James Van Der Beek has had quite the busy 2015. The actor, who will turn 38 years old on Sunday, will be starring in the latest CSI spin-off. The series is titled CSI: Cyber and is about a group of detectives who investigate internet related murders, computer hacking, and identity theft. Van Der Beek will play Elijah Mundo, the second in command of the team. The series will also star Oscar winner Patricia Arquette, Luke Perry, and Shad Moss, aka Bow Wow. Another project of Van Der Beek’s popped up on the internet last week. He wrote and starred in a short film devoted to the popular children’s television series Mighty Morphin’ Power Rangers. This 14 minute film also features Katee Stackhoff, and it is a much darker and more violent version of the characters than fans were accustomed to watching. Van Der Beek played Rocky the Red Ranger, who was portrayed by Steven Cardenas in the 1990’s, and Sackhoff was the original Pink Ranger, Kimberly, who was played by Amy Jo Johnson on the series. James Van Der Beek has been on television for over twenty years. Here is a look back at some of the high points (Dawson’s Creek) and the lows (Mercy).
The Pre-Dawson’s Creek Years (1993-1998)
Believe it or not but James Van Der Beek did appear on television before he started playing Dawson Leery on the popular WB drama Dawson’s Creek. His first television appearance was at the age of 16 on an episode of the Nickelodeon series Clarissa Explains it All. His next role would come two years later on the daytime soap opera As the World Turns. He would appear in three episodes. In his next television appearance, Van Der Beek would guest star on the awful ABC sitcom Aliens in the Family, which would only last for eight episodes before getting cancelled.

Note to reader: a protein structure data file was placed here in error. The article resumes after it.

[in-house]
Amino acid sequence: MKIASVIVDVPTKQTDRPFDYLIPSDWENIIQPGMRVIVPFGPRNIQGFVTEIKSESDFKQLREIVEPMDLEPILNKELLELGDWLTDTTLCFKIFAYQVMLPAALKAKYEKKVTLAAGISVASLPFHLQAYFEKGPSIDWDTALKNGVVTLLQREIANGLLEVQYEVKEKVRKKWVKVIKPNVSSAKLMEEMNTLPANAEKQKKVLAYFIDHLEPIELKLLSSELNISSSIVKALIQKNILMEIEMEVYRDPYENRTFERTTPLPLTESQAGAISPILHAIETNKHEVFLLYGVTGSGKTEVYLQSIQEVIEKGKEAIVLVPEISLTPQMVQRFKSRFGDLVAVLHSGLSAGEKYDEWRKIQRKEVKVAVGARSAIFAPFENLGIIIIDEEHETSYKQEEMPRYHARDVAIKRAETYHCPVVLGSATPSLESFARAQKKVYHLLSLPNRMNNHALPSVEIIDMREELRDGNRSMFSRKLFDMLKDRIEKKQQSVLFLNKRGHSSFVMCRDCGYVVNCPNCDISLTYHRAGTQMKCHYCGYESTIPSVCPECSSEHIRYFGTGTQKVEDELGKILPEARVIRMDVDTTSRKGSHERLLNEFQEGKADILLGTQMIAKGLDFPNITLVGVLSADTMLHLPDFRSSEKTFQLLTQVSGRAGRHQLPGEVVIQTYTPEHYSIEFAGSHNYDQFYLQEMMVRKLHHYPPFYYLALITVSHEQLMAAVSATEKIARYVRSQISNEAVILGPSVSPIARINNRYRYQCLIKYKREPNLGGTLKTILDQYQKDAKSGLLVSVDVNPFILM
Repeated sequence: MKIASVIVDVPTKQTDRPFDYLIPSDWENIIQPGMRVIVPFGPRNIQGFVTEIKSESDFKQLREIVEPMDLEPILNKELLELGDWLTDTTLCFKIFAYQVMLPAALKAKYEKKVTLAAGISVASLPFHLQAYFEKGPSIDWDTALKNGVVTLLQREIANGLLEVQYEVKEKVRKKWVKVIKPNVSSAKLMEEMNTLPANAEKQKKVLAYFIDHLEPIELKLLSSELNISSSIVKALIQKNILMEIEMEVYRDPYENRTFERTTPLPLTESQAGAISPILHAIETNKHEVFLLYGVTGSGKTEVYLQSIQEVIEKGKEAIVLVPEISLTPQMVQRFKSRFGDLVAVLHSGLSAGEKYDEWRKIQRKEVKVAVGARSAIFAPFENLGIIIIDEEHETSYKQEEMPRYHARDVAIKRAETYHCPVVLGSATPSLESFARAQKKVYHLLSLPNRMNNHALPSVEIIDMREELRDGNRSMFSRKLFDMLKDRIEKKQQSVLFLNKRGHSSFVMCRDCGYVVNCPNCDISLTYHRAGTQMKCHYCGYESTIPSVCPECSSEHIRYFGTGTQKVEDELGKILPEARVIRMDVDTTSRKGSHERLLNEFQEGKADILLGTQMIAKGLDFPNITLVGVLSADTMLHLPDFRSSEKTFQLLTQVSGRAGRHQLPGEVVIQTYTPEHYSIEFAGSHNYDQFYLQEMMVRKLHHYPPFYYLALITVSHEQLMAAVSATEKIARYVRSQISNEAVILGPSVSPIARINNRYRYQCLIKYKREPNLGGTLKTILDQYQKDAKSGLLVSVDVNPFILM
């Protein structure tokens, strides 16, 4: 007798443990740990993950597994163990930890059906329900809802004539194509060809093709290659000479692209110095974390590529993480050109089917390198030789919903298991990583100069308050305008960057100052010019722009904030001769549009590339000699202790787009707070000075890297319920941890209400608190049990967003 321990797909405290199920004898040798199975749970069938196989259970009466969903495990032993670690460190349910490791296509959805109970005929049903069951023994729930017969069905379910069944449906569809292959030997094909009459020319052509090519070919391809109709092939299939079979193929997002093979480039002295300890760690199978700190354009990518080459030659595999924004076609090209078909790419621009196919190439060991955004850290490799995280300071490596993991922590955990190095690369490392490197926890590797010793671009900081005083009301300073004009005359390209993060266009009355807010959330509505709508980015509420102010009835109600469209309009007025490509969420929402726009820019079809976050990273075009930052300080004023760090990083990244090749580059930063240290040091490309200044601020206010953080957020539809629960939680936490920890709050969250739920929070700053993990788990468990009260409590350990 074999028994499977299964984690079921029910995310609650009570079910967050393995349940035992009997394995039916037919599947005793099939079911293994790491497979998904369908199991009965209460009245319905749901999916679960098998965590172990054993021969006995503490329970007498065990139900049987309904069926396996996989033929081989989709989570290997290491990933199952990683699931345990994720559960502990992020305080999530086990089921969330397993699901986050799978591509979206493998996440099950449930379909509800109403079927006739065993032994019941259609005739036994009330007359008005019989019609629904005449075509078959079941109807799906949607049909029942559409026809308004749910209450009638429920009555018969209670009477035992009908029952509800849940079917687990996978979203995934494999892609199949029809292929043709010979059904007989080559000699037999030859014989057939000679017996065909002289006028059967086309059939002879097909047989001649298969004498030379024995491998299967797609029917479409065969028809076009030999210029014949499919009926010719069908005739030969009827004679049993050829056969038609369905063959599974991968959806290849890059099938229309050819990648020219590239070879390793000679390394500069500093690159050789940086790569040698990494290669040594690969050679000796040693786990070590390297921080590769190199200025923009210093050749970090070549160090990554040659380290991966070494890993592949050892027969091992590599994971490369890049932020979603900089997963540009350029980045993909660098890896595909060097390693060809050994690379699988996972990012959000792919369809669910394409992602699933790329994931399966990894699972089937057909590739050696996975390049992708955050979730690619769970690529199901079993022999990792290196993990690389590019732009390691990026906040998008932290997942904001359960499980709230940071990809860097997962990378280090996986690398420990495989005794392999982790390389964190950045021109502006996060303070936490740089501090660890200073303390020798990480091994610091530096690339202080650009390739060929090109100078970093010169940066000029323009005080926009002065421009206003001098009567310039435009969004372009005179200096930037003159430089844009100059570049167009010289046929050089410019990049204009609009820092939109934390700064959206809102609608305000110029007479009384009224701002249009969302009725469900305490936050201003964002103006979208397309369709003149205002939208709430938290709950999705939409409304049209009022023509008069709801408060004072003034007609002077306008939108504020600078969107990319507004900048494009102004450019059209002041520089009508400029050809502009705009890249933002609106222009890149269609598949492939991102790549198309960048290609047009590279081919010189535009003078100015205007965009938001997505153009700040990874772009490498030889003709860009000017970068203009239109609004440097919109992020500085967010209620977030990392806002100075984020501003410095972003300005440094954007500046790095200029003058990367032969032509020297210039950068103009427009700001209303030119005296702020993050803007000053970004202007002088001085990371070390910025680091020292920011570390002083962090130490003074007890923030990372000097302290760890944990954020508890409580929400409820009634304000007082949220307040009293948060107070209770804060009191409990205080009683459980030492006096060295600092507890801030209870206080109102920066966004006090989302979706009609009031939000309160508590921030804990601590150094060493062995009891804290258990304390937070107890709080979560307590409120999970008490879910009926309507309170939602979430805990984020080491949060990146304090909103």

The Dawson’s Creek Years (1998-2003)
At the age of 20, James Van Der Beek finally got his big break on network television. In 1997, he was cast as the lead on the drama Dawson’s Creek. The show was about a group of teenagers living in Capeside, Massachusetts. The pilot episode aired on January 20, 1998 and would be the highest rated episode ever for the network that, at the time, had been around for only three years. The most watched episode was the series finale, which aired in May 2003. It was viewed by 7.8 million fans. There were a total of 128 episodes made of Dawson’s Creek. Though the series was named after his character, Van Der Beek would not appear in six of the episodes. The drama was recently named as one of Entertainment Weekly’s New TV Classics.
During this time, Van Der Beek also appeared in many feature films. The first was Varsity Blues, which won him an MTV Movie Award and a Teen Choice Award. He would then make a cameo in Scary Movie as Dawson Leery in 2000. He would appear in four other films, including Texas Rangers and The Rules of Attraction.
The Guest Starring Years (2006-2011)